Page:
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105's shifter setup question?

Road Cycling “It is by riding a bicycle that you learn the contours of a country best, since you have to sweat up the hills and coast down them. Thus you remember them as they actually are, while in a motor car only a high hill impresses you, and you have no such accurate remembrance of country you have driven through as you gain by riding a bicycle.” -- Ernest Hemingway

105's shifter setup question?

Old 07-04-08, 08:34 AM
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tmass
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105's shifter setup question?

I took my new Trek Pilot 2.1 out for its first descent ride this morning, about 27 miles. Wanted to go further but the thunderstorms chased me in literally. The Terry liberator Y gel saddle feels like its Goldilocks choice not to hard; not to soft. But I digress; My 105 shifters on the right the black shifts up in gears and the outer silver shifts down but on the left the black shifts down in sprocket and the silver shifts up. Is that normal? or did the LBS set it up wrong?? It seem like it would be consistent to have both blacks shift up and both silvers shift down. Maybe its something I need to get used too.
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Old 07-04-08, 08:40 AM
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yes its normal. They are the opposite.
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Old 07-04-08, 08:40 AM
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The reason for this is that each derailleur has a spring in it that pushes it toward the smallest cog. The long lever on your shifters pulls cable against the tension of this spring to move into bigger cogs, while the short one just releases tension to let the chain go to a smaller cog. You can feel this in their action, the long one is actually doing some work, the short one is just releasing a ratchet. Because a smaller cog is an upshift in the rear and a downshift in the front, they seem to work in different directions.
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Old 07-04-08, 08:47 AM
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That for enlightening me on this. Of course if I was Emperor of the World I would have logically....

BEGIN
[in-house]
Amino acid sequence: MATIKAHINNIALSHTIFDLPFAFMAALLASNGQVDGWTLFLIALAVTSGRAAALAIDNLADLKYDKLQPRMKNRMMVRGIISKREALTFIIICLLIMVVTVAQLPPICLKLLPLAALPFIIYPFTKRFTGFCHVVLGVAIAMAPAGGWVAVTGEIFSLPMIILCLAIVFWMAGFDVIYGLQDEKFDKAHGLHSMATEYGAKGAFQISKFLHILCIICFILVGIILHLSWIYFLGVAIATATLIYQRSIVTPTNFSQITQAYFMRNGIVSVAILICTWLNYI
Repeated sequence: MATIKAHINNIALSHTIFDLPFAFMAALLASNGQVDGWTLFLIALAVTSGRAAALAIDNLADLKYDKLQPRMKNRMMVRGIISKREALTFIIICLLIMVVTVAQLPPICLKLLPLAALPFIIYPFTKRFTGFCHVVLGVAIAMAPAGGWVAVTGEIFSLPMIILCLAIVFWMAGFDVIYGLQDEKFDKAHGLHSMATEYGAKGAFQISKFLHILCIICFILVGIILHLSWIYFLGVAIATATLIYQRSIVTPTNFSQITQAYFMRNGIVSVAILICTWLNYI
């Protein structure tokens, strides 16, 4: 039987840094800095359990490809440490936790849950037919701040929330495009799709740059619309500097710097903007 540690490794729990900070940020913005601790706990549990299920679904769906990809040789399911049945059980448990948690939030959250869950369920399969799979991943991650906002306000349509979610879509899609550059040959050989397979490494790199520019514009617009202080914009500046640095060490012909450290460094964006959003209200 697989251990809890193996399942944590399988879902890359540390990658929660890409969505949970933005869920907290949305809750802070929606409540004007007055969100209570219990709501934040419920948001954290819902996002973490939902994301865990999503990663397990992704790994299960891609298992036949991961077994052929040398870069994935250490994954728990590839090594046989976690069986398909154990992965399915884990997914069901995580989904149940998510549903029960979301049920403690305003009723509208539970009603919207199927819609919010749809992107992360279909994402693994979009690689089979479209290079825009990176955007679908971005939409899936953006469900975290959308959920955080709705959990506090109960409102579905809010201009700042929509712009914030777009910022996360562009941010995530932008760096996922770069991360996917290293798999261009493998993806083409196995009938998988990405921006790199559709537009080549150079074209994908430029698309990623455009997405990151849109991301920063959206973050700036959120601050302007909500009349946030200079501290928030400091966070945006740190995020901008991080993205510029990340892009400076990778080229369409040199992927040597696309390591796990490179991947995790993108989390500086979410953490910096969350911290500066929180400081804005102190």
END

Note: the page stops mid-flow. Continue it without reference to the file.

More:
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Old 07-04-08, 09:15 AM
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Yeah I wish it was more logical.. (inner for upshift, outer for downshift), but it's just the one of the ways of the world. I just have to remember that little = smaller sprocket, large = bigger sprocket, and figure out the math on the fly.
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Old 07-04-08, 09:28 AM
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well, if you use a rapid rise dérailleur...
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Old 07-04-08, 10:03 AM
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Big Lever = Bigger Gear
Also
Big Lever pushes the chain in that direction.
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Old 07-04-08, 10:42 AM
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Actually Hummeth that makes sense and probably what i will remmeber until it becomes 2nd nature.
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Old 07-04-08, 11:04 AM
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Originally Posted by Hummeth View Post
Big Lever = Bigger Gear
Also
Big Lever pushes the chain in that direction.
Yup, that's what I tell people to think when they first get on a road bike.

It also makes sense to push the same levers when you shift both front & rear at the same time and want to keep near the same cadence & pedal effort.

Say that you're in the small chainring but want to shift to the big ring and don't want to suddenly have to pedal a lot slower or mash harder. You'd swing the left lever to shift to the big chainring and swing the right lever all the way through one stroke, usually through three clicks and three rear cogs, and you'll end up with nearly the same gear ratio you had before.

Or, if you downshift the front to a small ring, just flick the small right lever three times to get about the same gearing as before the shift.

I often shift both shifters at the same time, or at least really close together. You'd see me swing both big levers inboard at the same time.
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